Topics in Signed Language Interpreting

Theory and practice

Editor
| University of Manitoba
HardboundAvailable
ISBN 9789027216694 | EUR 120.00 | USD 180.00
 
PaperbackAvailable
ISBN 9789027216830 | EUR 36.00 | USD 54.00
 
e-Book
ISBN 9789027294159 | EUR 120.00/36.00*
| USD 180.00/54.00*
 
Interpreters who work with signed languages and those who work strictly with spoken languages share many of the same issues regarding their training, skill sets, and fundamentals of practice. Yet interpreting into and from signed languages presents unique challenges for the interpreter, who works with language that must be seen rather than heard. The contributions in this volume focus on topics of interest to both students of signed language interpreting and practitioners working in community, conference, and education settings. Signed languages dealt with include American Sign Language, Langue des Signes Québécoise and Irish Sign Language, although interpreters internationally will find the discussion in each chapter relevant to their own language context. Topics concern theoretical and practical components of the interpreter’s work, including interpreters’ approaches to language and meaning, their role on the job and in the communities within which they work, dealing with language variation and consumer preferences, and Deaf interpreters as professionals in the field.
[Benjamins Translation Library, 63]  2005.  xii, 362 pp.
Publishing status: Available
Table of Contents
Contributors
ix–x
Acknowledgements
xi
Part I. Introduction
Introduction to the theory and practice of signed language interpreting
Terry Janzen
3–24
Part II. Aspects of interpreting theory
Towards a cognitive model of interpreting
Sherman Wilcox and Barbara Shaffer
27–50
Making the effort in simultaneous interpreting: Some considerations for signed language interpreters
Lorraine Leeson
51–68
Interpretation and language use: ASL and English
Terry Janzen
69–105
Contact sign, transliteration and interpretation in Canada
Karen Malcolm
107–133
Consecutive and simultaneous interpreting
Debra Russell
135–164
Ethics and professionalism in interpreting
Terry Janzen and Donna Korpiniski
165–199
Part III. Interpreting in practice
The working interpreter
Hubert Demers
203–230
Best practices in interpreting: A deaf community perspective
Angela Stratiy
231–250
Vying with variation: Interpreting language contact, gender variation and generational difference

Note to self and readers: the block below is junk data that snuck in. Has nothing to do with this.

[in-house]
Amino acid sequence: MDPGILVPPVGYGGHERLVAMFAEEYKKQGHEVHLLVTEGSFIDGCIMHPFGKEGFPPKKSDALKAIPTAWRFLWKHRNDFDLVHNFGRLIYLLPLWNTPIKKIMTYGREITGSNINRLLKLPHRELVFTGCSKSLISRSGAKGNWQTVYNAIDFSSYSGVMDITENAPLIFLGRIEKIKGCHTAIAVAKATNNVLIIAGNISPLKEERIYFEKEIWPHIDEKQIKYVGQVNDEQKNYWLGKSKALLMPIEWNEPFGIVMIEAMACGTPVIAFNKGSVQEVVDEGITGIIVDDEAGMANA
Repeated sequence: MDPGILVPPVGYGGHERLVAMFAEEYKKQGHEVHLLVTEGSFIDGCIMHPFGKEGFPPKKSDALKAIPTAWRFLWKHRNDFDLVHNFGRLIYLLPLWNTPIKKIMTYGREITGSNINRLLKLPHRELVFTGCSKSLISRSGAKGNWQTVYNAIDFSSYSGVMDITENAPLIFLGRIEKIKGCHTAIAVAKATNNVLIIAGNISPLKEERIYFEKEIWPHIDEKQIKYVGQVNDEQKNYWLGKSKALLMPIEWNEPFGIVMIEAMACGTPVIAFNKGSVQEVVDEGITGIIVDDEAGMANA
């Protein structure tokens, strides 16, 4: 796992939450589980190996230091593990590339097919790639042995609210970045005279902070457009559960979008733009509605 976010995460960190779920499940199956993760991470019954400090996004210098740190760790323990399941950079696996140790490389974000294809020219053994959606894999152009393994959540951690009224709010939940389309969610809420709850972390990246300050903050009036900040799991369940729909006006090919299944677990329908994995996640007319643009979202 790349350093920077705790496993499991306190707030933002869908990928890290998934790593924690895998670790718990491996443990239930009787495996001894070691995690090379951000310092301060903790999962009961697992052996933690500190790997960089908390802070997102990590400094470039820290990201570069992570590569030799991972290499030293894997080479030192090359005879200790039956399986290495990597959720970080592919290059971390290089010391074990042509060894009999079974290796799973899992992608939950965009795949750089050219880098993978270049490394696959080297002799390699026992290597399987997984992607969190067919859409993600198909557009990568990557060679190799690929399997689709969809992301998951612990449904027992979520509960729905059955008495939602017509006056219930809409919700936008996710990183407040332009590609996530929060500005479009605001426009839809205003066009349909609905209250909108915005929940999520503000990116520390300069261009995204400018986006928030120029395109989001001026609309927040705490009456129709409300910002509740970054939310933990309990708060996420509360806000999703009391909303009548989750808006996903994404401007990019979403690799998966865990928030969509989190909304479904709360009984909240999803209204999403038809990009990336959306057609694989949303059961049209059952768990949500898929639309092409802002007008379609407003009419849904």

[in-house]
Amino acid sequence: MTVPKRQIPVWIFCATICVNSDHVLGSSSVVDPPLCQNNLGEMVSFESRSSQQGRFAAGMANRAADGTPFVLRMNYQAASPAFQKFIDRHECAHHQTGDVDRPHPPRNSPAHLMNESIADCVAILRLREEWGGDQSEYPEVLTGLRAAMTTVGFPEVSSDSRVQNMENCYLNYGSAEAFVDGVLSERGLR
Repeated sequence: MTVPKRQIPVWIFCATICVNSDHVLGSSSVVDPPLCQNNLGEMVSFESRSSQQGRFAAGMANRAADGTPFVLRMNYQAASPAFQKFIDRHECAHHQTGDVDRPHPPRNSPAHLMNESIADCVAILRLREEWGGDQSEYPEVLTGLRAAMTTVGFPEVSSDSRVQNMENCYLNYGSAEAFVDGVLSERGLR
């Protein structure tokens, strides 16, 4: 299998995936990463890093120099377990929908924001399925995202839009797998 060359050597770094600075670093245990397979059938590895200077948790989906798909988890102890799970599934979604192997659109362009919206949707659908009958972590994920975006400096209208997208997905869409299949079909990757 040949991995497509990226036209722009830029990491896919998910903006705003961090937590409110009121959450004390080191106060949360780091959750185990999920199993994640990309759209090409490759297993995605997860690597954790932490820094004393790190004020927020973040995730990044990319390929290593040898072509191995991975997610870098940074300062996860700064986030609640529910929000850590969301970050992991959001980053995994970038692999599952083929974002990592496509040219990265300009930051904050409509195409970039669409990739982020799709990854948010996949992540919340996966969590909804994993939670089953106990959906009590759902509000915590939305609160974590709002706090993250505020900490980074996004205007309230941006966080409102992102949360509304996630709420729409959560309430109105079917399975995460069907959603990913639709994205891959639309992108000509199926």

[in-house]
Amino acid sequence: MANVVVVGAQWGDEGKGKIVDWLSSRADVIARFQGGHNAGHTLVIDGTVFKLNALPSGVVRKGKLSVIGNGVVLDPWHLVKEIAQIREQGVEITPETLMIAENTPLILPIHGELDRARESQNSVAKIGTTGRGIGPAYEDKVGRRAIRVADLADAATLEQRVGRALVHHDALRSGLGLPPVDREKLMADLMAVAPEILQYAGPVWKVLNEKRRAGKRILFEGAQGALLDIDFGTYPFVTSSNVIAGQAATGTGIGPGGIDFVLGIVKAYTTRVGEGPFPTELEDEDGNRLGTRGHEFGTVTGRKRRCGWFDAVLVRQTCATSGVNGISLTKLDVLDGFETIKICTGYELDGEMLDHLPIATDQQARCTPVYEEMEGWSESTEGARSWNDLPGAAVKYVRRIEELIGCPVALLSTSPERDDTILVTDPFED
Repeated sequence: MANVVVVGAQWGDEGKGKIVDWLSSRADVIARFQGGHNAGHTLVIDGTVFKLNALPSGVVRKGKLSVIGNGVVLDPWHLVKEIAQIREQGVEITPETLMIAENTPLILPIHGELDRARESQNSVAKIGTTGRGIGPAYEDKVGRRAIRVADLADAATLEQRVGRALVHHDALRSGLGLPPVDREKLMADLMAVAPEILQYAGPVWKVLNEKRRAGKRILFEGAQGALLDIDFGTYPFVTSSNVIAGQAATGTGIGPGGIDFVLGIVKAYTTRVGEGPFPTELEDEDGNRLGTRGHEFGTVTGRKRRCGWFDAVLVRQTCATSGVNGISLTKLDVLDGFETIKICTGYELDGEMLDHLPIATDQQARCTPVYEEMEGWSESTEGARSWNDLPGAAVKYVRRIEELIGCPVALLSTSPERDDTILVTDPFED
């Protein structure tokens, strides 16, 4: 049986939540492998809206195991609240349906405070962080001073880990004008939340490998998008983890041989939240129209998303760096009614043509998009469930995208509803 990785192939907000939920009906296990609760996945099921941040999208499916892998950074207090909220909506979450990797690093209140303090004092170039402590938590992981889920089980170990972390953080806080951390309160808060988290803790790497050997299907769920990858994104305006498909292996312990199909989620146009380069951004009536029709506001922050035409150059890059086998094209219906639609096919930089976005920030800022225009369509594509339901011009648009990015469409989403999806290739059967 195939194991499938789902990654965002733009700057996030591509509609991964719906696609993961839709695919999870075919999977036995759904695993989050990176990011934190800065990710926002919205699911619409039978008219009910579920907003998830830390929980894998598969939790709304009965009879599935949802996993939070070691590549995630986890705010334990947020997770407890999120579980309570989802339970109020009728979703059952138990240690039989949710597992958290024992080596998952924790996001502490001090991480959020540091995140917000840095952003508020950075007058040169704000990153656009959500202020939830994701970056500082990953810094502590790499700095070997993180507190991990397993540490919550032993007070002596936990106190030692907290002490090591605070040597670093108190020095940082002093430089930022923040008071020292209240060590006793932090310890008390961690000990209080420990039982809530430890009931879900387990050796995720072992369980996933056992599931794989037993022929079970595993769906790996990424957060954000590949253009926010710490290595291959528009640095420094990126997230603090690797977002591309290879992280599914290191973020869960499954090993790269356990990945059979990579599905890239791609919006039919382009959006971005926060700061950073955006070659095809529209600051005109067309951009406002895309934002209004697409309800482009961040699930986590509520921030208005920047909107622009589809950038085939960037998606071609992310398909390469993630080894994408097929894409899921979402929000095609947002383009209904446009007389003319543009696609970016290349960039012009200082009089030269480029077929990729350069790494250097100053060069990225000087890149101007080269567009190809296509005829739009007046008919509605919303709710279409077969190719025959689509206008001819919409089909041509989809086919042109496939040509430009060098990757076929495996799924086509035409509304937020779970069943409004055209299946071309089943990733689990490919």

Lorraine Leeson
251–291
Case studies in education: Practical application of ethics and role
Patricia Conrad and Susan Stegenga
293–322
Deaf interpreters
Patrick Boudreault
323–355
Index
357–362
“The book gives a comprehensive theoretical and practical insight into interpreting with a signed language as one of your working languages and is well worth reading.”
“The volume Topics in Signed Language Interpreting is an excellent addition to the growing canon in translation studies that focuses on signed and spoken languages. Janzen’s text is a most welcome contribution to a literature that dates only to circa 1965 and has for most of that time been predominated by a relative handful of writers and thinkers. Not only does the book further our understanding of issues central to the study of signed language interpreting, it also includes a good number of new voices and fresh perspectives on the topic. Janzen’s volume is an important addition to what is known about signed language interpreting. Blending provocative visions of cognitive models of the task with practical wisdom of how interpreters can better acquit themselves, this book will prove invaluable to students and practitioners alike.”
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Ackroyd, Vicci & Barry Wright
2018. Working with British Sign Language (BSL) interpreters: lessons from child and adolescent mental health services in the U.K.. Journal of Communication in Healthcare 11:3  pp. 195 ff. Crossref logo
Leeson, Lorraine & Myriam Vermeerbergen
2010.  In Handbook of Translation Studies [Handbook of Translation Studies, 1],  pp. 324 ff. Crossref logo
Mann, Wolfgang, Tobias Haug, Simon Kollien & David Quinto‐Pozos
2014.  In The Encyclopedia of Applied Linguistics,  pp. 1 ff. Crossref logo
McMonagle, Sarah & Philip McDermott
2014. Transitional Politics and Language Rights in a Multi-ethnic Northern Ireland: Towards a True Linguistic Pluralism?. Ethnopolitics 13:3  pp. 245 ff. Crossref logo
Napier, Jemina
2010. A Case Study of the Use of Storytelling as a Pedagogical Tool for Teaching Interpreting Students. The Interpreter and Translator Trainer 4:1  pp. 1 ff. Crossref logo
Petitta, Giulia, Mark Halley & Brenda Nicodemus
2018. “What’s the sign for nitty gritty?”. Translation and Interpreting Studies 13:1  pp. 49 ff. Crossref logo
Swabey, Laurie, Brenda Nicodemus, Marty M. Taylor & Daniel Gile
2016. Lexical decisions and related cognitive issues in spoken and signed language interpreting: A case study of Obama’s inaugural address. Interpreting 18:1  pp. 34 ff. Crossref logo
Wehrmeyer, Jennifer
2014. Introducing Grounded Theory into translation studies. Southern African Linguistics and Applied Language Studies 32:3  pp. 373 ff. Crossref logo

This list is based on CrossRef data as of 02 july 2020. Please note that it may not be complete. Sources presented here have been supplied by the respective publishers. Any errors therein should be reported to them.

Subjects

Translation & Interpreting Studies

Interpreting
BIC Subject: CFP – Translation & interpretation
BISAC Subject: LAN023000 – LANGUAGE ARTS & DISCIPLINES / Translating & Interpreting
U.S. Library of Congress Control Number:  2005050067